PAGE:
Robin Hood: An Interview with the Legend

February 20, 2010
By Tree.Rat BRONZE, NA, Utah
Tree.Rat BRONZE, NA, Utah
2 articles 0 photos 0 comments

A transcript of an interview by Ursula Pierce, England Legend Daily News
UP: You’re widely known as the hero of Nottingham—robbing the rich to feed the poor. How do you cope with that sort of legend status?
RH: I don’t buy into it. I don’t rob the rich to feed the poor, anyway. That’s just something that somebody thought up as, I don’t know, a metaphor or something. I stop bandits who come through Sherwood to make it safe for people to pass through. Three years ago it was so bad that people tried to bypass the road entirely, which was especially hard on tourism and all of that because, you know, nobody was coming to Nottingham. The road through Sherwood was the only way there.
UP: What about your Merry Men?
RH: Well…we don’t call them that. They’re just my friends. They help me out. When they started calling them Merry Men, one of them—Much—nearly laughed himself sick. They’re not necessarily merry. They’re just young.
UP: So how do you account for all the stories going around about you? There are a lot of different versions.
RH: Well, here’s the thing, you do stuff like this and suddenly, you get—you know—everybody in the world wants to make you into something you’re not. Like rob the rich to feed the poor. They want to mold you into something that you don’t buy into in the least, but that suits their purposes. I heard of some kid down in Transylvania who was absolutely certain I hunted vampires. You get somebody you think is heroic, and suddenly the image, not the person, is what’s important.
UP: What’s the most ridiculous rumor you’ve ever heard?
RH: About me and Maid Marian. That’s from people who’ve never met me, obviously. She’s my cousin, and anyway, you understand, now you see me, why that’s ridiculous to a fault.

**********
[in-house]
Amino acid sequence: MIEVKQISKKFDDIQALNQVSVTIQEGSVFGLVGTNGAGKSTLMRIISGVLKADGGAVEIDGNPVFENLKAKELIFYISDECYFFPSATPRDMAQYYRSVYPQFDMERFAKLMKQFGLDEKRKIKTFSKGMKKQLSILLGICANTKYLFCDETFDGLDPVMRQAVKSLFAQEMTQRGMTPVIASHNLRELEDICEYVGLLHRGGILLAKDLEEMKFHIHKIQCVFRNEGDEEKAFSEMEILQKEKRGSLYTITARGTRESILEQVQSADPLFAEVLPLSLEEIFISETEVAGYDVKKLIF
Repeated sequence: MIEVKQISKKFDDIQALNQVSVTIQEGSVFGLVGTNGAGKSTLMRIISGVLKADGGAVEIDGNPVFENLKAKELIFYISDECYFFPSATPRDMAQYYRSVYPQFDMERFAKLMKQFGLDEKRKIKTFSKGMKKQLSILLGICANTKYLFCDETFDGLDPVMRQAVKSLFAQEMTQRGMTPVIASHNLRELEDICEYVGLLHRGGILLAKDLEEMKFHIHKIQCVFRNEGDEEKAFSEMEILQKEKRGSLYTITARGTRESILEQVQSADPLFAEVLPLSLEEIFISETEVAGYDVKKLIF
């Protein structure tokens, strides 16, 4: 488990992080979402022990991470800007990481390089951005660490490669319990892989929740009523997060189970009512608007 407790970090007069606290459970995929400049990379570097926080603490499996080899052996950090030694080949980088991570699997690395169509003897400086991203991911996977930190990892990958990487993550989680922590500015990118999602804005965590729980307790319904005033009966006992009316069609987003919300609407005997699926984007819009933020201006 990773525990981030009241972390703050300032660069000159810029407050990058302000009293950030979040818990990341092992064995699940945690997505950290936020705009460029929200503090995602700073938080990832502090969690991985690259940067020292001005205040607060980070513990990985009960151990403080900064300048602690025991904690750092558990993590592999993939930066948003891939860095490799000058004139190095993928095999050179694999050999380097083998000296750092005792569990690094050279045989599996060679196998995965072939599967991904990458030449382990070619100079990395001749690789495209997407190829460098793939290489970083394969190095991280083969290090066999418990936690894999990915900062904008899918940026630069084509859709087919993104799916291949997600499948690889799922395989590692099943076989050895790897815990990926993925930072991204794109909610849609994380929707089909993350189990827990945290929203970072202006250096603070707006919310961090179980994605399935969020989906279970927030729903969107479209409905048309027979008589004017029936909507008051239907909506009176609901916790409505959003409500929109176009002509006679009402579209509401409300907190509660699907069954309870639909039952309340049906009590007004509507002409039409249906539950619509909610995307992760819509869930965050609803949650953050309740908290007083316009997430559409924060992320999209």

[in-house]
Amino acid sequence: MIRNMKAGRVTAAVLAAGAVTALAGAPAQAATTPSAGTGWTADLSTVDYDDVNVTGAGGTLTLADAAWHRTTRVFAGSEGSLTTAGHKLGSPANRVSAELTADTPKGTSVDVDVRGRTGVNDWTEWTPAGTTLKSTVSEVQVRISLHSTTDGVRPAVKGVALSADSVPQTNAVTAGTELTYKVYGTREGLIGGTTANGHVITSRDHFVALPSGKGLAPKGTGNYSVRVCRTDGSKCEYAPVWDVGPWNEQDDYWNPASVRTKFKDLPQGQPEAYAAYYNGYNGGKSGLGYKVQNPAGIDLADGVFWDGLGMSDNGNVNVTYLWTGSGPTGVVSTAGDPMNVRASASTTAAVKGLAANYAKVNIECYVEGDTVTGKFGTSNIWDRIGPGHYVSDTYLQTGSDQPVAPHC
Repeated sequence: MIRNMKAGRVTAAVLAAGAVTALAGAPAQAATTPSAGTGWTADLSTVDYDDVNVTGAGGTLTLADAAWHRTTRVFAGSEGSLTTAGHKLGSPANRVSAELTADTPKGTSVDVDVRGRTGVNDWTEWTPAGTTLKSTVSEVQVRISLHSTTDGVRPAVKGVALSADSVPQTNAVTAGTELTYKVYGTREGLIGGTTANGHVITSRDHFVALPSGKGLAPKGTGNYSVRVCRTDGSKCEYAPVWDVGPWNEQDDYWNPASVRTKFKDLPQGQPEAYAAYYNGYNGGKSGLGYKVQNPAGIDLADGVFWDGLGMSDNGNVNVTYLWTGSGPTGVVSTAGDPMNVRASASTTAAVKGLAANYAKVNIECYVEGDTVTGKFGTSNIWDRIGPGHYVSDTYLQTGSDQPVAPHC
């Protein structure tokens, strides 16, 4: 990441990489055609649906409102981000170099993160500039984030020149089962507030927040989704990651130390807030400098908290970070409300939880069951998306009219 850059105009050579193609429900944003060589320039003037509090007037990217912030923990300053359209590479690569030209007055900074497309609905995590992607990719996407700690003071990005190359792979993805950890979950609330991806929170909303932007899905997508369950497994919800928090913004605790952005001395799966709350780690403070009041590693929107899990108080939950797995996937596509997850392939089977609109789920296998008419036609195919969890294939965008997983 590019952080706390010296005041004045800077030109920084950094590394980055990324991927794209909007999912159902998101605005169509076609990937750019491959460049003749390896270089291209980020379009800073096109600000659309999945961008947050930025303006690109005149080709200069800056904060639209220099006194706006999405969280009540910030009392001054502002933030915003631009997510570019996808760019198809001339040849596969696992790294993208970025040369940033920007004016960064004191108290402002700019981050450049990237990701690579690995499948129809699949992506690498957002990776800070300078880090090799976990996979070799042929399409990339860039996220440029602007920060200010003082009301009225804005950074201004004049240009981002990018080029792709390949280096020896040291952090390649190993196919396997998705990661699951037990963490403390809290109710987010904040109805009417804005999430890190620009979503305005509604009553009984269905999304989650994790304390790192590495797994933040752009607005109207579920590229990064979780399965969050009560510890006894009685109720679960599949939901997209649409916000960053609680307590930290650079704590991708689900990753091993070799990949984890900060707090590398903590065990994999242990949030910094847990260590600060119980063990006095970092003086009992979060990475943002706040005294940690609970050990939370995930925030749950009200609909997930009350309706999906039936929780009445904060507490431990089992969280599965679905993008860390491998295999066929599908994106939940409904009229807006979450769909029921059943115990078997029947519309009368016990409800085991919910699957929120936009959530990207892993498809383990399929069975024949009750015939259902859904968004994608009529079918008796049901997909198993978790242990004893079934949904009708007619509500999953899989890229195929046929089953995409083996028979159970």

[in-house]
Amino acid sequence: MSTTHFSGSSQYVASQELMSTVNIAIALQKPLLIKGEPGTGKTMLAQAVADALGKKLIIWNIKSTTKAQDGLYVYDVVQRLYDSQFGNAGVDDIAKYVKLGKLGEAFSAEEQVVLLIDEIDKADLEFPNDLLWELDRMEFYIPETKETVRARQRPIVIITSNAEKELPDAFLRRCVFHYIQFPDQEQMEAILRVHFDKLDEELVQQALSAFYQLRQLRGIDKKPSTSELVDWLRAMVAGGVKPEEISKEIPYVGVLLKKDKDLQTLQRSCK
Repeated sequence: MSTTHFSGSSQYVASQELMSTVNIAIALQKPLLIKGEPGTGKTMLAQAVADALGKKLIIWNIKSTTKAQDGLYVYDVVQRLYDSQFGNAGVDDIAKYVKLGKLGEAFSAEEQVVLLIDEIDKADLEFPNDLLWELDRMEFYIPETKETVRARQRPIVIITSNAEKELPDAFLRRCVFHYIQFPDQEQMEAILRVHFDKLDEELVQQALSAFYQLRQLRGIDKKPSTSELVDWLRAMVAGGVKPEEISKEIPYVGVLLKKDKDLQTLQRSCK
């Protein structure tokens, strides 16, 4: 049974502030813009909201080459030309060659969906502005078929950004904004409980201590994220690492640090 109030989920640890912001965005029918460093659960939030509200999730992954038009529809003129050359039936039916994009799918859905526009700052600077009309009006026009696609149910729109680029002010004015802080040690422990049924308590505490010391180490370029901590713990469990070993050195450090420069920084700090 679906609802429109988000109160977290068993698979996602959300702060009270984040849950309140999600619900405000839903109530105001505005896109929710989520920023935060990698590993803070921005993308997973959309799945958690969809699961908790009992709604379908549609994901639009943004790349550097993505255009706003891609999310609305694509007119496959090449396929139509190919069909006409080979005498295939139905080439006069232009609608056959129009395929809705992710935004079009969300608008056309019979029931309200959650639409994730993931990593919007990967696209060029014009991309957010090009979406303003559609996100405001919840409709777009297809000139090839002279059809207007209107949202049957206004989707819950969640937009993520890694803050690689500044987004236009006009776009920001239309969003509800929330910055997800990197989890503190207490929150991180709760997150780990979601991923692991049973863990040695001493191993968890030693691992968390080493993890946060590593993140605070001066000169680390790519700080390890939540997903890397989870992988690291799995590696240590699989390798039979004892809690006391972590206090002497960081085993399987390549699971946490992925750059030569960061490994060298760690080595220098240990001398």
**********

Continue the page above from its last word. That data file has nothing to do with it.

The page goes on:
UP: Yes, yes. Now I see.
RH: I mean, that’s another example of people just thinking one thing and never—never really considering that there might be other ways of thinking. It’s all part of the legend. But they never look at my name and consider, well, maybe? I mean…you know.
UP: Yes. Yes I do.
UP: Do you ever have difficulties, meeting people? With what they think you are?
RH: I think it shocks them. A lot of them. One man was so angry with me he just about spit. I think a lot of people feel that way. And I think girls, in particular, are disappointed.
UP: Because it wrecks their hero worship?
RH: Yes, exactly.
UP: Do you think you deal with a lot of prejudice?
RH: Prejudice? Yes. To a point. I think that having them say what they do about me helps me, in the long run, because they don’t realize and then they aren’t biased about it or anything. It’s all right because of how they portray me. Once they know how I am, a lot of them are so crazy angry at me that they start spreading the nastiest rumors they can guess. But, you know, I don’t find that any of it has affected how I do things. I still shoot a bow and arrow the same, right, and that’s what’s really important.
UP: Is it odd, living with the Merry Men, because of the way that you are?
RH: I’ve known a lot of them since childhood, so I don’t think they notice it at all anymore. It’s like when you’re around somebody for long enough, things like that just start blurring. Will Scarlet—he’s one of the newer ones—was a little bothered, I think, for a while, but he eventually got over it.
UP: Do they treat you like one of them?
RH: Absolutely. They smack me in the shoulder, they throw food on me. They’ve got no problem in the world treating me like one of them, because to them, I am one of them. I don’t think they really even consider it.
UP: Do you ever want to tell the entire world how you are, and correct them all about it? Or does the myth serve your purposes?
RH: It doesn’t bother me, if that’s what you mean. I’ve never felt the need to come out and say it, loud and proud. For some of them, I think it’s better that they don’t know.
UP: I think that about wraps it up.
RH: Does it? Well, that’s perfect. I think I’ve got enough time to practice a little.
UP: We’ll let you get back to saving the forest.
RH: Thank you.
UP: Thank you, Miss Hood.

The author's comments:
I got the idea for this when I was about ten, and like most of my stories, I'm planning to write a book expanding on it.

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